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What is a Schedule-To-Start Timeout?

A Schedule-To-Start Timeout is the maximum amount of time that is allowed from when an Activity Task is scheduled (that is, placed in a Task Queue) to when a Worker starts (that is, picks up from the Task Queue) that Activity Task. In other words, it's a limit for how long an Activity Task can be enqueued.

How to set a Schedule-To-Start Timeout in Go

The moment that the Task is picked by the Worker from the Task Queue is considered to be the start of the Activity Task for the purposes of the Schedule-To-Start Timeout and associated metrics. This definition of "Start" avoids issues that a clock difference between the Temporal Cluster and a Worker might create.

Schedule-To-Start Timeout period

"Schedule" in Schedule-To-Start and Schedule-To-Close have different frequency guarantees.

The Schedule-To-Start Timeout is enforced for each Activity Task, whereas the Schedule-To-Close Timeout is enforced once per Activity Execution. Thus, "Schedule" in Schedule-To-Start refers to the scheduling moment of every Activity Task in the sequence of Activity Tasks that make up the Activity Execution, while "Schedule" in Schedule-To-Close refers to the first Activity Task in that sequence.

A Retry Policy attached to an Activity Execution retries an Activity Task.

Start-To-Close Timeout period with retries

This timeout has two primary use cases:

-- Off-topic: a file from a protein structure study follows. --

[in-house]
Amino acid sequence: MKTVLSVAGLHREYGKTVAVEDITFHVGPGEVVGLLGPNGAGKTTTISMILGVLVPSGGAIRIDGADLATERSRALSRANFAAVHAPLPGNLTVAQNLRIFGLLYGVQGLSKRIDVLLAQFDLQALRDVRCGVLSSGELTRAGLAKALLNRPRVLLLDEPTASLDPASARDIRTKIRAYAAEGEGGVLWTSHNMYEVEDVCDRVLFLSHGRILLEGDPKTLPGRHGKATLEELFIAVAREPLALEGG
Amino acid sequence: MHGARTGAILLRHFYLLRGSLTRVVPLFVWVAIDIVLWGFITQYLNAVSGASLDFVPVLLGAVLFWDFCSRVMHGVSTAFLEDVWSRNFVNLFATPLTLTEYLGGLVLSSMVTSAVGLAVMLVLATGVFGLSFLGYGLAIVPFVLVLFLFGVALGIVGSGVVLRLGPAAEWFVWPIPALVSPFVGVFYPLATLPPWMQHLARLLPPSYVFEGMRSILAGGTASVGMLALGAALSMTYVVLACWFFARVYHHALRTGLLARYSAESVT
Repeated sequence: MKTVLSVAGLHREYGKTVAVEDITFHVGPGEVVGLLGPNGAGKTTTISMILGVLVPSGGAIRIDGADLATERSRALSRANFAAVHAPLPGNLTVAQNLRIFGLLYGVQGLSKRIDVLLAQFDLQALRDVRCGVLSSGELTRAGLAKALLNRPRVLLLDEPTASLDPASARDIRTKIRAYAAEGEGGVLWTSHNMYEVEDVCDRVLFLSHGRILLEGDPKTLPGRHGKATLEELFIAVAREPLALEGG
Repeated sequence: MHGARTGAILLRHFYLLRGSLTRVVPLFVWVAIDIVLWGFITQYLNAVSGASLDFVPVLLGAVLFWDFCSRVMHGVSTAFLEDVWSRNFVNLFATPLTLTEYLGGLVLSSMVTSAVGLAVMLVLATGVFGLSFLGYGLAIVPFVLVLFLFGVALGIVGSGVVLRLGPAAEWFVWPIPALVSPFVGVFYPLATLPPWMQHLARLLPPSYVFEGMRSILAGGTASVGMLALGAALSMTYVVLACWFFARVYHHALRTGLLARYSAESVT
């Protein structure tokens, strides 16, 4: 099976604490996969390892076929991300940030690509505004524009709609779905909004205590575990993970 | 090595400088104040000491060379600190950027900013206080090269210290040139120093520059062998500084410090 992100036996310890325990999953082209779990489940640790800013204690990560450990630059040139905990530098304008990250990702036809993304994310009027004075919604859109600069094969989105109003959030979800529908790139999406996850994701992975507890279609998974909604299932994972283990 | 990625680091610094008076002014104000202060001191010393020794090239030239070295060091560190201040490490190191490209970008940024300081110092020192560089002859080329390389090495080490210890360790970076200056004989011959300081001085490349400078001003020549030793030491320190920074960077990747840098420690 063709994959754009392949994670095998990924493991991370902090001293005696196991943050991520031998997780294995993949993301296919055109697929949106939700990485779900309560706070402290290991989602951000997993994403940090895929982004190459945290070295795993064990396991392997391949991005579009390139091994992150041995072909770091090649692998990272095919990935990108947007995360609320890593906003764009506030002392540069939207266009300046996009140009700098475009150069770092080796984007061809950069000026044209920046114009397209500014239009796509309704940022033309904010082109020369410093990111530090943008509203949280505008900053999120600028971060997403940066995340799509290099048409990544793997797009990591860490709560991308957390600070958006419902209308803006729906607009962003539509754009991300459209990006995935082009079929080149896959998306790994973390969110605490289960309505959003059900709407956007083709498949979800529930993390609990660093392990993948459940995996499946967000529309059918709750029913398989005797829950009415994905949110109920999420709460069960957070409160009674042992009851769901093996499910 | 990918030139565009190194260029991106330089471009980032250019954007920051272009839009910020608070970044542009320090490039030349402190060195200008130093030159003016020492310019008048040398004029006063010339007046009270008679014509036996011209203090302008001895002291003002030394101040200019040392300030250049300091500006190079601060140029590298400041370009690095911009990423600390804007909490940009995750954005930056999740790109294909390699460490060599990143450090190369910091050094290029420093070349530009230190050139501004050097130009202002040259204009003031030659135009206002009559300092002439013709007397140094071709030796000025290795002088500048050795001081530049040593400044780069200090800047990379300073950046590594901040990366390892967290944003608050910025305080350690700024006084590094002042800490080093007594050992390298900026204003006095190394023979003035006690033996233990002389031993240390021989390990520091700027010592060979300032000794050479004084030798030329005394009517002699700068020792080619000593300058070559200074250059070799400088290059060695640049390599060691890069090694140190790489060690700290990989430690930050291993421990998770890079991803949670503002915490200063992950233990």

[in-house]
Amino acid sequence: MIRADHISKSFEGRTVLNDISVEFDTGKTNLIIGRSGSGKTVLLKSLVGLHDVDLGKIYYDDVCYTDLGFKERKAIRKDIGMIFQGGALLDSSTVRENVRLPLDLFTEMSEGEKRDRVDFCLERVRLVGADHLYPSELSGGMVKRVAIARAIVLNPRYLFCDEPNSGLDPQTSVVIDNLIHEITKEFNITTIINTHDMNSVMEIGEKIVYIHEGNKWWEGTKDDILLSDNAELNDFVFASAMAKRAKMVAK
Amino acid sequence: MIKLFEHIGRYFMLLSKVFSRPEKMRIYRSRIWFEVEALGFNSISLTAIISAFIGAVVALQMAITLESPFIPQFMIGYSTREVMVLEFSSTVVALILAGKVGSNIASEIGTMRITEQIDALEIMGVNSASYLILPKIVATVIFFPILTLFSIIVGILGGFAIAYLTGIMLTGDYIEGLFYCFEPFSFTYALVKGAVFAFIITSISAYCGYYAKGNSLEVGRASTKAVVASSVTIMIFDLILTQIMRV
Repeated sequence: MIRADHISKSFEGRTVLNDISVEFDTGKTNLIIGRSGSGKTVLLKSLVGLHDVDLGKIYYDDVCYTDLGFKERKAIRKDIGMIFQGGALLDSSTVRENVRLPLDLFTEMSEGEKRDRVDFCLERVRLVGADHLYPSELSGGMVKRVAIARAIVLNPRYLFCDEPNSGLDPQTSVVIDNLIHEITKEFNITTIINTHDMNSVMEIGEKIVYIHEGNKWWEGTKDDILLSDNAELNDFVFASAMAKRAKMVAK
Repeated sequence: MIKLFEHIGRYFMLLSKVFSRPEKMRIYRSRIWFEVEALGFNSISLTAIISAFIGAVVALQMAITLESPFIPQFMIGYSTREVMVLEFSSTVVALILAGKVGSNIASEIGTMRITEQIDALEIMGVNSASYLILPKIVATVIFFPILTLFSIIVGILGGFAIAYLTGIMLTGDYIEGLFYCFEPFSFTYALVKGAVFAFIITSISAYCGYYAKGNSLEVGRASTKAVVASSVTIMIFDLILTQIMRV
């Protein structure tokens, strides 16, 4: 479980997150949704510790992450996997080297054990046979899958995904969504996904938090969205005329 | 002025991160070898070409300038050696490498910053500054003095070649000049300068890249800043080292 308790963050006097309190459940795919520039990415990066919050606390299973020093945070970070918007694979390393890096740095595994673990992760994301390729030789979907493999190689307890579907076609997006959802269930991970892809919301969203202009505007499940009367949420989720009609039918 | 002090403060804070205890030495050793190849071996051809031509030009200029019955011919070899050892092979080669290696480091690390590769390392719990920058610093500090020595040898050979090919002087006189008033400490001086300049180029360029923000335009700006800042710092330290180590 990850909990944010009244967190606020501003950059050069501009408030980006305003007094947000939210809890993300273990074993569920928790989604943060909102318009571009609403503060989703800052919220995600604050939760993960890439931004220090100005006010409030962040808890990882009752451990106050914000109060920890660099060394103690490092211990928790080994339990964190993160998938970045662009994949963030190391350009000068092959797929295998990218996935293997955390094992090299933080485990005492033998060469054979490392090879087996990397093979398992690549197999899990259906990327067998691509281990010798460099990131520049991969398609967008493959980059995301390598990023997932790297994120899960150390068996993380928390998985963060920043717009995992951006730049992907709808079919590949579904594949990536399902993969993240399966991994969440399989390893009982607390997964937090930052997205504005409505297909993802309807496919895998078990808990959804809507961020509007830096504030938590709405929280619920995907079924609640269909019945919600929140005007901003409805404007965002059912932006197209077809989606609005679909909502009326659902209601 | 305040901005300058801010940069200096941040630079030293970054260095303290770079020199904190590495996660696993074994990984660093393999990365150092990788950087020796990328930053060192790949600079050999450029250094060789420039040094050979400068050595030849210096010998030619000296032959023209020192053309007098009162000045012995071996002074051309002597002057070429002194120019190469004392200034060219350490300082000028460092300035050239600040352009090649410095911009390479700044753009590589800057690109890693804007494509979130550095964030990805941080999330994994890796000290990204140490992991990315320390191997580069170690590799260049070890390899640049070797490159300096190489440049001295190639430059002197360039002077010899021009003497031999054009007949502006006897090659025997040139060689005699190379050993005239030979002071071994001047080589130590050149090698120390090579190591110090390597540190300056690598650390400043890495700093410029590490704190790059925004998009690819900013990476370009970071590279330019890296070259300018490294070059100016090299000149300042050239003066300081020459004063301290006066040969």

1. Detect whether an individual Worker has crashed.
  2. Detect whether the fleet of Workers polling the Task Queue is not able to keep up with the rate of Activity Tasks.

The default Schedule-To-Start Timeout is ∞ (infinity).

If this timeout is used, we recommend setting this timeout to the maximum time a Workflow Execution is willing to wait for an Activity Execution in the presence of all possible Worker outages, and have a concrete plan in place to reroute Activity Tasks to a different Task Queue. This timeout does not trigger any retries regardless of the Retry Policy, as a retry would place the Activity Task back into the same Task Queue. We do not recommend using this timeout unless you know what you are doing.

In most cases, we recommend monitoring the temporal_activity_schedule_to_start_latency metric to know when Workers slow down picking up Activity Tasks, instead of setting this timeout.